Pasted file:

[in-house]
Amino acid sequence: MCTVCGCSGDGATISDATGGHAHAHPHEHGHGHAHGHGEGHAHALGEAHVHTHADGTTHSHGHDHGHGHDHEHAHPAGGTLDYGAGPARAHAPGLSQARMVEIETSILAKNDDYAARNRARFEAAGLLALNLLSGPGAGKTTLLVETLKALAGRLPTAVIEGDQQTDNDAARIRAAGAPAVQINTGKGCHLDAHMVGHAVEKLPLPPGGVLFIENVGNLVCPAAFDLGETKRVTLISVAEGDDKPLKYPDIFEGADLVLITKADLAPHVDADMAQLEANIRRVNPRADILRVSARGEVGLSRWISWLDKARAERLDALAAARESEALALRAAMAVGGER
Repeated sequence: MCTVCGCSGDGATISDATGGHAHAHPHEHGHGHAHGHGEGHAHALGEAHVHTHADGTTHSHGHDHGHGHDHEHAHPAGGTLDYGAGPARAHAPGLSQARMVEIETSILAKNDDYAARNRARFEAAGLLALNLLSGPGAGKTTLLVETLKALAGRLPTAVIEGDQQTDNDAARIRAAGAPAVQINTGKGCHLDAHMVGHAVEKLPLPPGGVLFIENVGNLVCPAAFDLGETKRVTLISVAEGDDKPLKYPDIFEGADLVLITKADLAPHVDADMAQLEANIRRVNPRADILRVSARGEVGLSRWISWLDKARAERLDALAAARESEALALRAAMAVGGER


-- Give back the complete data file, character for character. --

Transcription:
[in-house]
Amino acid sequence: MCTVCGCSGDGATISDATGGHAHAHPHEHGHGHAHGHGEGHAHALGEAHVHTHADGTTHSHGHDHGHGHDHEHAHPAGGTLDYGAGPARAHAPGLSQARMVEIETSILAKNDDYAARNRARFEAAGLLALNLLSGPGAGKTTLLVETLKALAGRLPTAVIEGDQQTDNDAARIRAAGAPAVQINTGKGCHLDAHMVGHAVEKLPLPPGGVLFIENVGNLVCPAAFDLGETKRVTLISVAEGDDKPLKYPDIFEGADLVLITKADLAPHVDADMAQLEANIRRVNPRADILRVSARGEVGLSRWISWLDKARAERLDALAAARESEALALRAAMAVGGER
Repeated sequence: MCTVCGCSGDGATISDATGGHAHAHPHEHGHGHAHGHGEGHAHALGEAHVHTHADGTTHSHGHDHGHGHDHEHAHPAGGTLDYGAGPARAHAPGLSQARMVEIETSILAKNDDYAARNRARFEAAGLLALNLLSGPGAGKTTLLVETLKALAGRLPTAVIEGDQQTDNDAARIRAAGAPAVQINTGKGCHLDAHMVGHAVEKLPLPPGGVLFIENVGNLVCPAAFDLGETKRVTLISVAEGDDKPLKYPDIFEGADLVLITKADLAPHVDADMAQLEANIRRVNPRADILRVSARGEVGLSRWISWLDKARAERLDALAAARESEALALRAAMAVGGER